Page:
Today, Johnson & Johnson works with partners like text4baby to provide free information for expectant mothers on prenatal and newborn care. In the modern world, that’s done via text messaging on mobile phones, since even in areas without much infrastructure, people have access to mobile phones. More than a century ago, Johnson & Johnson provided the same type of free information, using the technology of that era – small booklets that women could carry with them in a pocket.

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Johnson & Johnson Hygiene in Maternity Booklet, 1902 (left) and 1927 (right). From our archives.

These booklets provided free, science-based information for expectant and new parents. Johnson & Johnson also had a campaign called Every Child Has the Right to be Well Born in the early 20th century that sought to improve newborn and infant health.

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“Save the Babies” information from early New Brunswick, New Jersey infant health campaign. from our archives.

Johnson & Johnson Scientific Director and public health pioneer Fred Kilmer also helped lead campaigns to reduce infant mortality, beginning in the Company’s hometown of New Brunswick. This included a day nursery staffed with trained nurses to help sick children, as well as numerous campaigns to reduce the spread of contagious disease.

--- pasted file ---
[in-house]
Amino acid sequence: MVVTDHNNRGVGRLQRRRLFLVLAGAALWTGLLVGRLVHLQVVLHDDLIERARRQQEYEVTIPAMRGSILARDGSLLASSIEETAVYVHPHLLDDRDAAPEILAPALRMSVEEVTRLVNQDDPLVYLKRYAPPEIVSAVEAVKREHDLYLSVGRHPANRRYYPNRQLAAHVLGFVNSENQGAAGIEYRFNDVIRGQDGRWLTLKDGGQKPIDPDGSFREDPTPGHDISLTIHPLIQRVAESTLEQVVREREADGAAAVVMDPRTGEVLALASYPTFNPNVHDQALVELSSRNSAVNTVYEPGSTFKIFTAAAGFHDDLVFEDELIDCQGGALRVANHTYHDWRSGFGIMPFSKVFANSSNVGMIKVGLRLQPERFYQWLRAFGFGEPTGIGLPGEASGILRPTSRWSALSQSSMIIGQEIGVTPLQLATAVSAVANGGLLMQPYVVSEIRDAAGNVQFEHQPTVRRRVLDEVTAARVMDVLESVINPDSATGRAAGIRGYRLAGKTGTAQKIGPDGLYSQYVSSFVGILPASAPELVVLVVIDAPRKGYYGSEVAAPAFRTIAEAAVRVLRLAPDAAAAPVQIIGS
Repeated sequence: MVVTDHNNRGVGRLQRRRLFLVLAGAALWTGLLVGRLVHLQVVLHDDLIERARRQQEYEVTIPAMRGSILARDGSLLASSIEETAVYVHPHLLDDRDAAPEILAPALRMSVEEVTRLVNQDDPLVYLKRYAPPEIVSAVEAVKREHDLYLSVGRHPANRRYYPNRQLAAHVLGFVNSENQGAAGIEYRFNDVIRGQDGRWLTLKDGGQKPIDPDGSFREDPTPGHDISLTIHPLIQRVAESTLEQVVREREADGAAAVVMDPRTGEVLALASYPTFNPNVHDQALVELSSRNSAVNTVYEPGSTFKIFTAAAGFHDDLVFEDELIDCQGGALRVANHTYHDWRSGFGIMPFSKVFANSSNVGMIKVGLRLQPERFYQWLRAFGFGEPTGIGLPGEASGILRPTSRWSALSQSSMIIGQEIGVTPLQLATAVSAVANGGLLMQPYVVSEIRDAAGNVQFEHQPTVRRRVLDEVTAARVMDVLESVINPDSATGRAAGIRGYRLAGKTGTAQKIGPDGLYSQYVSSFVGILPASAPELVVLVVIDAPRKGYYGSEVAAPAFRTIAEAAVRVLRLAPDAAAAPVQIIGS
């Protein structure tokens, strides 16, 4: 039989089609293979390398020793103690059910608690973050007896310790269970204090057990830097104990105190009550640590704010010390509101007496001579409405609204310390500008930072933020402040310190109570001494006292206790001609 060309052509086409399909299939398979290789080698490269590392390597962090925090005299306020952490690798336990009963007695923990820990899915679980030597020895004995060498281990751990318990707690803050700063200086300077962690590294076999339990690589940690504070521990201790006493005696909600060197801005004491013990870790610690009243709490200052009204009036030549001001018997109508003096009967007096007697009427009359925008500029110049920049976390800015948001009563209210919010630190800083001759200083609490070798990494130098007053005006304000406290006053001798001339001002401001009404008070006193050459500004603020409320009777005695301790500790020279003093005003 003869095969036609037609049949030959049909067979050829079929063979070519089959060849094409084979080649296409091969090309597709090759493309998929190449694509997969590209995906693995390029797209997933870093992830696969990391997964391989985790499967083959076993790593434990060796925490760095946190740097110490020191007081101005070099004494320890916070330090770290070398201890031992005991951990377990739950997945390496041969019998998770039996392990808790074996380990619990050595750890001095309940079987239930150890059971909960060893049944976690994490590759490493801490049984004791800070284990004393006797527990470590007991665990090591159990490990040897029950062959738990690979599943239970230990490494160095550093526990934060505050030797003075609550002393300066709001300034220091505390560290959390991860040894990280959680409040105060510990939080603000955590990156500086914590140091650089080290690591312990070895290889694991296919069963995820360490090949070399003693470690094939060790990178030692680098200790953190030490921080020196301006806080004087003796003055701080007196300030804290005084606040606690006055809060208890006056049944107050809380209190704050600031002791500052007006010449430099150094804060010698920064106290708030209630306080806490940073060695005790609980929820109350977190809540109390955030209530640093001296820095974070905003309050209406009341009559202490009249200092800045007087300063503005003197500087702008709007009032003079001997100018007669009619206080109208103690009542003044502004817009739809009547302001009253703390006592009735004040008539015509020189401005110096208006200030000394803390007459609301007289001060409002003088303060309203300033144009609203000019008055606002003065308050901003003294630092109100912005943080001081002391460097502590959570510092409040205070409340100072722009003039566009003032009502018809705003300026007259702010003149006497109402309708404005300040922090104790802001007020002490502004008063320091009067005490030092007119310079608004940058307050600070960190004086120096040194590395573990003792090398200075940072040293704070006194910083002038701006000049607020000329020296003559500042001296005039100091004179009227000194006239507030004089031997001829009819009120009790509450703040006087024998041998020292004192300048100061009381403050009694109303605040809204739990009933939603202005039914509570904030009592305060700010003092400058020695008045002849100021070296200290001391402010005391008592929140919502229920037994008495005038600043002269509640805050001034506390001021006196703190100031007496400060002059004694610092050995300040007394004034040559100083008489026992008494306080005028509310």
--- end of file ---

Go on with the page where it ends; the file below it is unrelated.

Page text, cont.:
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Inside cover of the Johnson & Johnson Household Handbook, showing some of the Company’s early public health products. From our archives.

On a broader scale, Johnson & Johnson made a wide range of public health products – disinfectants, antiseptic soaps and more – to help protect people against contagious diseases such as typhoid, diphtheria, and smallpox. The Company also published information for the public to help people protect themselves and their families.

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More than a century later, maternal and child health and disease prevention remain two major focuses for Johnson & Johnson. In 2010, the Company became one of the first private sector companies to pledge its commitment to the MDG health goals. Today, working with its partners, Johnson & Johnson has reached more than 200 million women and children across the world. You can learn more about this work here, but there’s more: you can also participate! Through the Company’s Donate a Photo app, you can donate a photo from your smartphone to help one of the organizations that’s helping meet these goals, such as Save the Children or So now interested blog readers will have the opportunity not just to read about the history of our commitment in these areas, they can also be a part of it.

This text originally ran on Kilmer House, the Johnson & Johnson website devoted to the history of the company and its people. It has been republished with permission.